In the recent times, many manufacturers have come up with new harmonic imaging within echocardiography machines and this is mainly attributed to the fact that reflected sound waves may contain second degree harmonics which occur as wavelengths but have a half life or half of the wavelength magnitude. Harmonic imaging is essential and unique because it enables the system to emit sonography energy at the frequency that is generally of a lower rate and to retain normal frequencies, in order to avoid interfering with the quality of the image. Nevertheless, it is important to exercise caution during its application because if used continually it may lead to the image having unusual textures.

Another emerging application that can be utilized in reflecting shunts by the giving an intravenous injection of agitated saline is the contrast echocardiography (Walsh 198). The agents used in the contrast echocardiography are produced commercially and are made up of free and encapsulated gases bubbles and these tiny air bubbles enhance the backscatter, therefore highlighting the tissue that has the contrast agent. The technology is used in diverse applications such as filling of cavities, a process through which blood is visualized in the left ventricle as the borders between the blood and the myocardium are highlighted more conspicuously. In myocardial perfusion, this technology is done through intracoronary injection and it monitors alterations that are linked to the increased workloads, in addition to delineating the myocardium that is supplied by every coronary artery.

The use of contrast helps to enhance the flow when it is injected to raise the number of reflectors and thereby raise the intensity of the resultant spectral trace and this makes the technology particularly vital in the dropper studies. The three dimensional echocardiography is not used on its own but instead, it is utilized mostly in combination with the transoephagueal and intravascular ultrasounds in order to provide real time imaging of the cardiac structure and functioning. Apart from being noninvasive this technique is also more effective in giving a descriptive communication regarding the abnormalities to the specialists. Moreover, it also helps to accurately detect the position of the structural defects of the heart in connection with each other and the other heart structures as well. During the surgical repair procedure, this technology can provide accurate direction and information.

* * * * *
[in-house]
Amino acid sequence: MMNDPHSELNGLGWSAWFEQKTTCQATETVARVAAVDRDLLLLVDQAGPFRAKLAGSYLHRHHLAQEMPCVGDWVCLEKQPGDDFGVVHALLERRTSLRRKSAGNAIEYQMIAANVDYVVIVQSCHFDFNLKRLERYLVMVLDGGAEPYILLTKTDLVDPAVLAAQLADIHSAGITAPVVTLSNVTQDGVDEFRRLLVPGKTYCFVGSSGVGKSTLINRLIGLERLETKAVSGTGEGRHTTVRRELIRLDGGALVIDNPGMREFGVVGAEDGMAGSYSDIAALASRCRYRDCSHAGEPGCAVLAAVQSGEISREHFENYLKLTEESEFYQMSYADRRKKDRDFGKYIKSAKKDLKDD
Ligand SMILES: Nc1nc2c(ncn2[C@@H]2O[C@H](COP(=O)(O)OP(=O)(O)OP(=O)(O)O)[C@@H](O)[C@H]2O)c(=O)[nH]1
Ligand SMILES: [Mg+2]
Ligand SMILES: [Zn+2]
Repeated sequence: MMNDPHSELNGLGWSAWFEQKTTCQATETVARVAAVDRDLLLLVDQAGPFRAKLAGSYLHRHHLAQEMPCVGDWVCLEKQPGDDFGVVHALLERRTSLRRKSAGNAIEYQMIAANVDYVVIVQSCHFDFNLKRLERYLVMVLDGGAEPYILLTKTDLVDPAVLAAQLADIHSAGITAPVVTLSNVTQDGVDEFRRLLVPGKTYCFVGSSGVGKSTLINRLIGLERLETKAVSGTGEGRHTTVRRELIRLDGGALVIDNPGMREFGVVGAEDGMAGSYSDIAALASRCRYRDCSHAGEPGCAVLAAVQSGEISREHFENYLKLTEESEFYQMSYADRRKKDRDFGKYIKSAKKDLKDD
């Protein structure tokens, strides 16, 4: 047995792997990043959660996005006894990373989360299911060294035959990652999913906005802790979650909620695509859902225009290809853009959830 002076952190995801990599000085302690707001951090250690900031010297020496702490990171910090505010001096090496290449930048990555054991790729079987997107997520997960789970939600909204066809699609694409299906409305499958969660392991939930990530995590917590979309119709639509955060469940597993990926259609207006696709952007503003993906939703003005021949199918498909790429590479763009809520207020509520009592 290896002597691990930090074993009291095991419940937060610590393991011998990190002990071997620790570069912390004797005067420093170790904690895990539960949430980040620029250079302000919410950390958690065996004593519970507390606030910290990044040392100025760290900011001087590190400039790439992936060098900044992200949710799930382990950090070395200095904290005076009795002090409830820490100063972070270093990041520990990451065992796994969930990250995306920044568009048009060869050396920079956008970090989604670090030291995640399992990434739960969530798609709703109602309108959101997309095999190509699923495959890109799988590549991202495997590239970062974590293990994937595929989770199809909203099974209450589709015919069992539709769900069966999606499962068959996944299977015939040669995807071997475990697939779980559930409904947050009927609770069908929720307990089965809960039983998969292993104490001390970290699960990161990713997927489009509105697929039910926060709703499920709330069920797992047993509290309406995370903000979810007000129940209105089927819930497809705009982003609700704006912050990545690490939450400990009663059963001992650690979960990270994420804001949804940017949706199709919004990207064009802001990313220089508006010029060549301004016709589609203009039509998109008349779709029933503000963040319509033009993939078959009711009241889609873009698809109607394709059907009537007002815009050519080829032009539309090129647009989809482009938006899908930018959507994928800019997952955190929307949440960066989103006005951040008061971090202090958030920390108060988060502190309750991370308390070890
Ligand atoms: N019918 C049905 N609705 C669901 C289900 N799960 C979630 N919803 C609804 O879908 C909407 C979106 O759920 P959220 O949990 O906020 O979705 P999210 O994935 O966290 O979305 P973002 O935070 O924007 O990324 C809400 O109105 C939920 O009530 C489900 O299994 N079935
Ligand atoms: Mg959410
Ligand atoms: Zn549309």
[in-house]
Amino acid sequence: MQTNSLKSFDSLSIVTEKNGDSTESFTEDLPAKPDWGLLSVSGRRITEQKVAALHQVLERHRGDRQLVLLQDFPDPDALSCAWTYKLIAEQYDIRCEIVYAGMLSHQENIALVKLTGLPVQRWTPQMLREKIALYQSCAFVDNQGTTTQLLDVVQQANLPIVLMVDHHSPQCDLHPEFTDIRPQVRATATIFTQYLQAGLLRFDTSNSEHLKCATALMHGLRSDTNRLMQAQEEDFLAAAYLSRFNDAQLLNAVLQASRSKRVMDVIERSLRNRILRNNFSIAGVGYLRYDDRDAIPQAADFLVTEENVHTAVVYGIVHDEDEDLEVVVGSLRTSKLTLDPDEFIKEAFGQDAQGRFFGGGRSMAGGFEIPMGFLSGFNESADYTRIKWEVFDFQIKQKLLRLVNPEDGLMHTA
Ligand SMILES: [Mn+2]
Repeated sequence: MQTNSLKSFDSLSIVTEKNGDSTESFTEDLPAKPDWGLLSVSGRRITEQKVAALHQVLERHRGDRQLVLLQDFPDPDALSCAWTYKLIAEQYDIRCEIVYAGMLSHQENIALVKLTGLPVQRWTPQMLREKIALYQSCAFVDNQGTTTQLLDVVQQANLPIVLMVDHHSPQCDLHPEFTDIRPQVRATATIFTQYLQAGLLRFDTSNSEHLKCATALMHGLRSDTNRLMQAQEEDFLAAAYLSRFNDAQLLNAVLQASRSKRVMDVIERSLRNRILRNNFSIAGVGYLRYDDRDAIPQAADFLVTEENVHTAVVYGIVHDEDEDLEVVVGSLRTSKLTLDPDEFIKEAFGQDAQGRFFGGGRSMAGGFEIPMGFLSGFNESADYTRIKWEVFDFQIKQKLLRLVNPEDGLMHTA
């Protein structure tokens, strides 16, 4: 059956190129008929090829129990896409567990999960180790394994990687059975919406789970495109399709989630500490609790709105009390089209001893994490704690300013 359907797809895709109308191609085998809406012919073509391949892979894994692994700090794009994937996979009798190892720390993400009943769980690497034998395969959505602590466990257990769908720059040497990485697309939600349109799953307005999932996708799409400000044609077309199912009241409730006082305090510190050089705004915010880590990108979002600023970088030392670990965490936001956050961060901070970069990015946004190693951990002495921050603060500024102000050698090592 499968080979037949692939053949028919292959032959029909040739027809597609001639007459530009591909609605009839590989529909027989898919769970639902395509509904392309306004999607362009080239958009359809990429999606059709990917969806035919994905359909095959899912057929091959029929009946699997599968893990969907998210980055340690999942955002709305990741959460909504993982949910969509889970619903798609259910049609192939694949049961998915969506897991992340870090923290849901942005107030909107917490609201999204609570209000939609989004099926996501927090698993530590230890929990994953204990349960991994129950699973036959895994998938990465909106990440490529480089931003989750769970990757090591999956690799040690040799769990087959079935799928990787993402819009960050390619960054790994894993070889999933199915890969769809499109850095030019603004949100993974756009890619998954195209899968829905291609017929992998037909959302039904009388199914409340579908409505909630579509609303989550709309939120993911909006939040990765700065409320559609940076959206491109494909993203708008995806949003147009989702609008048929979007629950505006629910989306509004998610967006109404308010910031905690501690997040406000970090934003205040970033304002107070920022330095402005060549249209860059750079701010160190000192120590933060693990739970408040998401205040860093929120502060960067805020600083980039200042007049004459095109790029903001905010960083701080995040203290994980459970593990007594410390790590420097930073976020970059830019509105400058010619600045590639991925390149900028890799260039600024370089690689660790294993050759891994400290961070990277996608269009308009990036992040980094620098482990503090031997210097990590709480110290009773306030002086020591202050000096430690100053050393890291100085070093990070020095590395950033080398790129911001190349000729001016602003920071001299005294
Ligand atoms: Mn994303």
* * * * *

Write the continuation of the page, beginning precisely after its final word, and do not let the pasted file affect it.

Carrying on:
Experts advise that echocardiography should only be utilized during initial diagnosis in cases of noticeable changes in the clinical status of a patient, but overuse is not recommended, unless the condition of a patient deteriorates based on the results of the testing. In conclusion, echocardiogram has helped doctors to diagnose, monitor and evaluate the conditions of the heart for any abnormal heart rates, heart murmurs, infection in the heart, sources of blood clots and pulmonary hypertension and also facilitated the conduction of other tests and this makes it a very important diagnostic tool.

Works Cited

Alter, Katharine E. Ultrasound-guided Chemodenervation Procedures: Text and Atlas. Demos Medical Publishing, 2013.

Bruno, Michael A, and Hani H. Abujudeh. Quality and Safety in Radiology. New York: Oxford University Press, 2012. Print.

Chaudhuri, Zia, and Murugesan Vanathi. Postgraduate Ophthalmology. New Delhi, India: Jaypee Brothers Medical Publishers, 2012. Print.

Hoskins, P R, Kevin Martin, and Abigail Thrush. Diagnostic Ultrasound: Physics and Equipment. Cambridge, UK: Cambridge University Press, 2010. Print.

Leonard, Peggy C. Quick & Easy Medical Terminology. St. Louis, Mo: Elsevier, 2014. Print.

Mamou, Jonathan, and Michael L. Oelze. Quantitative Ultrasound in Soft Tissues. , 2013. Print.

St, John S. M, and Susan E. Wiegers. Echocardiography in Heart Failure. Philadelphia, PA: Elsevier/Saunders, 2012. Internet resource.

Vaezy, Shahram, and Vesna Zderic. Image-guided Therapy Systems. Boston, MA: Artech House, 2009. Internet resource.

Walsh, Catherine A, and Peter Wilde. Practical Echocardiography. London: Greenwich Medical Media, 1999. Print. 198.